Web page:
Hamilton County officials stress safety measures during total eclipse


Health officials in Hamilton County are stressing the importance of eye safety during the April 8 total solar eclipse. The Hamilton County and Fishers health departments are working to ensure residents don’t get burned by long-term damage from the celestial event.

“Everyone should wear solar viewing glasses with ISO 12312-2 throughout the event,” stated Jim Ginder, health education specialist at the Hamilton County Health Department. “Viewing the partial phases of the eclipse with the naked eye can result in serious eye damage, including retinal burns.”

Symptoms of retinal burns include loss of central vision, distorted vision, altered color vision, blind spots and increased sensitivity to light. Symptoms can occur anywhere from 12 to 24 hours after exposure. Anyone experiencing symptoms should seek immediate medical attention.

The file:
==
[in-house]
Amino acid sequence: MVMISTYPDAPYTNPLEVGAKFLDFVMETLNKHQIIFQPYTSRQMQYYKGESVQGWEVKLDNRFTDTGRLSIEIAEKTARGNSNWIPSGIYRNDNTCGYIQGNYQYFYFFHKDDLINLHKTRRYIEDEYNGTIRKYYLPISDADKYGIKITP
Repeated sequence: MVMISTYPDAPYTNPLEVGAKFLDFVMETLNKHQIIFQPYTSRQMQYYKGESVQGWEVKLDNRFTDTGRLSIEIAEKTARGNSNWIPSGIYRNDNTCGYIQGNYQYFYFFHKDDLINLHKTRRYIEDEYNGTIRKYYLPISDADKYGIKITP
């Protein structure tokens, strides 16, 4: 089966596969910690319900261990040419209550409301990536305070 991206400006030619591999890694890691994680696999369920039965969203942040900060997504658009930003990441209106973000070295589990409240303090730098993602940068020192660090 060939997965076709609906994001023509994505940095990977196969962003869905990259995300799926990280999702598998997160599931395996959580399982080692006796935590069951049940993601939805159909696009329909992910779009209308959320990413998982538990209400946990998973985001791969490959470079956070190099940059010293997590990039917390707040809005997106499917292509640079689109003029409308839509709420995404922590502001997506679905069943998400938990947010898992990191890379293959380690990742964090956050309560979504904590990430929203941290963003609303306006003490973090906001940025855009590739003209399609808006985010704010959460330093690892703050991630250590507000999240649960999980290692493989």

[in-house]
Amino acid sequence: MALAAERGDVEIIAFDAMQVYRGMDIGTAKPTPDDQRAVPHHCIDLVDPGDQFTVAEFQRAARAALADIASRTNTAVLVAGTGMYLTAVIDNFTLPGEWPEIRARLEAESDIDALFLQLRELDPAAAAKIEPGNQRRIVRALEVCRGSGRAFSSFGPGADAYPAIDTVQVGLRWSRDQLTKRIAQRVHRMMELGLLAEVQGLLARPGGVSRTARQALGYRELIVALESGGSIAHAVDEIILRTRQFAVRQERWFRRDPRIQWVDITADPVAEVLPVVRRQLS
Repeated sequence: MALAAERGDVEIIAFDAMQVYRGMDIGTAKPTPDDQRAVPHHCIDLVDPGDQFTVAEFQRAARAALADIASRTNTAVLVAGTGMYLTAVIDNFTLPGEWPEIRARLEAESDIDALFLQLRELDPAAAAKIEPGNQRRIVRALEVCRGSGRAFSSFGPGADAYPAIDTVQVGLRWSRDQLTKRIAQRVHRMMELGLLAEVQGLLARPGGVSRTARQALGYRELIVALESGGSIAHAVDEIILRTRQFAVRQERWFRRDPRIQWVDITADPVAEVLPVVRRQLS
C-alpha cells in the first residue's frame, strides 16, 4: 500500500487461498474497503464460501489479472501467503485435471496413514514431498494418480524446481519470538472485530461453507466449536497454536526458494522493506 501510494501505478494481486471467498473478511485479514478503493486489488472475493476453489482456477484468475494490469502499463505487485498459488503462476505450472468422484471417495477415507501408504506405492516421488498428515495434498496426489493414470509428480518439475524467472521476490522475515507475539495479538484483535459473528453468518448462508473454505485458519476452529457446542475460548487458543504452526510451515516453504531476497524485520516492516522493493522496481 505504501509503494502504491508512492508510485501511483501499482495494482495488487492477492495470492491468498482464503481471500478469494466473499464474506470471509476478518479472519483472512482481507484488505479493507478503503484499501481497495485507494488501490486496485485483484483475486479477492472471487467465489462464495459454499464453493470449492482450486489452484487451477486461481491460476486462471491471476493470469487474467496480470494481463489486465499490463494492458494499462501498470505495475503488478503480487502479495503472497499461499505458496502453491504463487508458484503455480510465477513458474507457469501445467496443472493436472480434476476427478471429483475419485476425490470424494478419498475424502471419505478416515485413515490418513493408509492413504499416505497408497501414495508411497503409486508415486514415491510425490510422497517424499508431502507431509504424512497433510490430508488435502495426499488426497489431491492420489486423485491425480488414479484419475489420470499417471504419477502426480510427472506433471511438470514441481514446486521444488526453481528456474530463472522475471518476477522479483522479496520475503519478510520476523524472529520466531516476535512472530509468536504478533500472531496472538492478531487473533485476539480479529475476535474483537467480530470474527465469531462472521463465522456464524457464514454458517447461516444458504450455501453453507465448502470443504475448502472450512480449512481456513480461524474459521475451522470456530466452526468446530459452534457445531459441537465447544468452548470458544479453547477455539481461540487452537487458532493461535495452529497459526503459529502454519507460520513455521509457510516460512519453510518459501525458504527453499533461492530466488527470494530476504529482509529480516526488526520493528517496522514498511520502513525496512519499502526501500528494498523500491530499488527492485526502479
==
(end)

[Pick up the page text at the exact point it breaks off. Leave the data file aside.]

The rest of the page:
“Regular sunglasses, no matter how dark, do not offer sufficient protection for viewing the sun,” stated Monica Heltz, public health director at the Fishers Health Department. “Sightseers should also refrain from capturing the eclipse through a camera, binoculars, or a telescope without certified solar filters.”

Health officials also warn that traffic congestion during the total solar eclipse could slow emergency response teams. They encourage anyone attending a large event to pack emergency supplies such as first aid kits and rescue medications, and to locate emergency stations upon arrival.

Residents can view safety and preparation resources, including locations to secure certified eclipse glasses, at visitHamiltonCounty.com/Eclipse.